Fred talked to me at length about being a Marine and what it had meant to him. He really loved the Corps. Fred also shared his feelings of great pride in his son because Alex was in college and getting close to earning his degree.

Fred was not formally educated, but he was an avid reader and had a very sharp intellect and a wealth of life experience.

That night after dinner, Fred was tired. He had a few beers before and during dinner. The beer with the lethal chemo cocktail in his system wiped him out.

My mom was at our house that evening. She and I waited until Fred was settled in bed, and we went in and sat with him.

Mom had a great voice and she sang to him for about an hour and Fred loved every moment of having both of our attention. We talked and laughed, my mom on one side holding his hand, me on the other, until he was ready to sleep.

I went to see Fred in the hospital during the last week of his life. Although he was drugged, he was the same funny, smart and serious man! Fred said to me "Blondie, if I had met you first, things might have been very different!" I kissed his lips and left the room as he fell asleep.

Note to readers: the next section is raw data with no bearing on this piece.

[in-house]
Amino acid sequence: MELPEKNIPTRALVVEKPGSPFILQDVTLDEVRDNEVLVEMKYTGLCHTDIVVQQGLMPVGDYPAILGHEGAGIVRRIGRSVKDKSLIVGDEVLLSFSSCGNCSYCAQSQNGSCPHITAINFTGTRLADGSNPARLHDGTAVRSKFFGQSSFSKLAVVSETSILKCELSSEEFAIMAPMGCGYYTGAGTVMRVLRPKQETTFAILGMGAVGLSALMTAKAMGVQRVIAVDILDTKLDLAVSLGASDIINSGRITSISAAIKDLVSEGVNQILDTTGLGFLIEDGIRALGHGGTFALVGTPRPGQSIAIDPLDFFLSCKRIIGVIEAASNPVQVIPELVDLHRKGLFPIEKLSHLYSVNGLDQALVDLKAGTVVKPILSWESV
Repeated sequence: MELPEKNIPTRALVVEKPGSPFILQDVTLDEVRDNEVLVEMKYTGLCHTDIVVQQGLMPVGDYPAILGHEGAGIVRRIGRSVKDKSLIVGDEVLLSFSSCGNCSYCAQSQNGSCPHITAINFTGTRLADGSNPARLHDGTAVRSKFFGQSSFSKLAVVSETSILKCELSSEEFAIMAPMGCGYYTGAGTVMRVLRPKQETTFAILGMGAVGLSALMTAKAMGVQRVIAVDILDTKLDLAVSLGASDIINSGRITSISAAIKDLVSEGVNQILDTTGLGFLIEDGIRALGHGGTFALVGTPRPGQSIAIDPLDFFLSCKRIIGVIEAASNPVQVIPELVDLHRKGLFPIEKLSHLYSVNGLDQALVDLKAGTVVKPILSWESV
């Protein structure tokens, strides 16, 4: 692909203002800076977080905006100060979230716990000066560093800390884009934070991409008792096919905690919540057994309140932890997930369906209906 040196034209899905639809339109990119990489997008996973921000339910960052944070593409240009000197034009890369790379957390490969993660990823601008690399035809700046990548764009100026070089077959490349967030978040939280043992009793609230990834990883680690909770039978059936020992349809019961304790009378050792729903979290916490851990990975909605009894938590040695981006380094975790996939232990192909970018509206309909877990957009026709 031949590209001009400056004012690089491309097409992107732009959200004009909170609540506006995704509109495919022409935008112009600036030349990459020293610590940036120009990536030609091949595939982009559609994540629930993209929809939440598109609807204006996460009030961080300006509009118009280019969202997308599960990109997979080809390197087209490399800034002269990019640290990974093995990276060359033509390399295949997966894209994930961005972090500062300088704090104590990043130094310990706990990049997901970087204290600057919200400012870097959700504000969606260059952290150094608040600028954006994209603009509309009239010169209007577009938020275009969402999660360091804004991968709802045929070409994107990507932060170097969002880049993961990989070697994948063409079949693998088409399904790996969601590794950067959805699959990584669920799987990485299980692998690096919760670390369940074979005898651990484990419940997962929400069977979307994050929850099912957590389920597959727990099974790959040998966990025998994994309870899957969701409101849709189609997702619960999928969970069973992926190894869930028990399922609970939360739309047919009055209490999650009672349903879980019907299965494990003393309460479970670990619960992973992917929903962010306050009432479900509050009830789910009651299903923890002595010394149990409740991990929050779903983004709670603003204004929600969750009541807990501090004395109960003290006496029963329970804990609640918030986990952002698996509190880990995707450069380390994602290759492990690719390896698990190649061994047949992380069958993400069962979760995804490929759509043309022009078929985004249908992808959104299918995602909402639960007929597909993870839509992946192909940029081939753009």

That was the last time I ever saw Fred. I still dream about him though. I still see him sometimes too when I look at my husband's face.

Tuesday, May 3, 2011

I Have A Theory

I have a theory.

When my bathroom looks like this at 1:00 AM on a Tuesday morning, something has gone terribly amiss.

It all started on Sunday. I told Alex the upstairs toilet wasn't flushing completely. He looked up from his computer and said "really!" so I realized this was a job that I would have to do myself. I grabbed the plunger and went upstairs.

I plunged with all my might and flushed about 10 times while I continued to try and get the toilet cleared. Finally, it seemed to be all right. (Now I might mention that although our home has 4 bathrooms, only one is located upstairs where our bedroom is. Because I am a woman "of a certain age", it is likely I will get up in the night at least once to use the facilities.)

I spent the evening engrossed in CNN and forgot all about the earlier problem with the toilet. Osama bin Laden being killed was strongly on my mind. I didn't feel jubilant, I just felt sad, (or maybe sadder than usual), as I am always sad when my husband is leaving on a mission.